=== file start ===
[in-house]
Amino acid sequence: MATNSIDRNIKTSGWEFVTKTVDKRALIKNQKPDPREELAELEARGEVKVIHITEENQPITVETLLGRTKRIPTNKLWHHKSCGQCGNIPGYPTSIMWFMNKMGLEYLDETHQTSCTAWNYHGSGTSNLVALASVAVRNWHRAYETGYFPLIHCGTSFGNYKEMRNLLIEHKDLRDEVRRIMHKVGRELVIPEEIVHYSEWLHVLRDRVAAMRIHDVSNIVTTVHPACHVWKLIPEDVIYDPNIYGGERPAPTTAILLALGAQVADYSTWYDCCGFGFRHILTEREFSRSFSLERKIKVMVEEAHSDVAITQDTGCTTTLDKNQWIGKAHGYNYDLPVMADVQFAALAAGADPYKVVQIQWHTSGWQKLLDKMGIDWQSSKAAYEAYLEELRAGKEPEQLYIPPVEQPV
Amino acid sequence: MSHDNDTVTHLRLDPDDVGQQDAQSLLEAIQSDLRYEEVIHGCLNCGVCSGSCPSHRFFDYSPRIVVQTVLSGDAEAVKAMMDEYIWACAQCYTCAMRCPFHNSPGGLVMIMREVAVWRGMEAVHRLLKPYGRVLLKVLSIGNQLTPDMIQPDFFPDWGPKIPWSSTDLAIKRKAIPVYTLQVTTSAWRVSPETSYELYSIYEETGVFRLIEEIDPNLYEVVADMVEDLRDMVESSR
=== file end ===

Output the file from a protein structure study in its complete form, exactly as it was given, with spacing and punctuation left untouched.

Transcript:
[in-house]
Amino acid sequence: MATNSIDRNIKTSGWEFVTKTVDKRALIKNQKPDPREELAELEARGEVKVIHITEENQPITVETLLGRTKRIPTNKLWHHKSCGQCGNIPGYPTSIMWFMNKMGLEYLDETHQTSCTAWNYHGSGTSNLVALASVAVRNWHRAYETGYFPLIHCGTSFGNYKEMRNLLIEHKDLRDEVRRIMHKVGRELVIPEEIVHYSEWLHVLRDRVAAMRIHDVSNIVTTVHPACHVWKLIPEDVIYDPNIYGGERPAPTTAILLALGAQVADYSTWYDCCGFGFRHILTEREFSRSFSLERKIKVMVEEAHSDVAITQDTGCTTTLDKNQWIGKAHGYNYDLPVMADVQFAALAAGADPYKVVQIQWHTSGWQKLLDKMGIDWQSSKAAYEAYLEELRAGKEPEQLYIPPVEQPV
Amino acid sequence: MSHDNDTVTHLRLDPDDVGQQDAQSLLEAIQSDLRYEEVIHGCLNCGVCSGSCPSHRFFDYSPRIVVQTVLSGDAEAVKAMMDEYIWACAQCYTCAMRCPFHNSPGGLVMIMREVAVWRGMEAVHRLLKPYGRVLLKVLSIGNQLTPDMIQPDFFPDWGPKIPWSSTDLAIKRKAIPVYTLQVTTSAWRVSPETSYELYSIYEETGVFRLIEEIDPNLYEVVADMVEDLRDMVESSR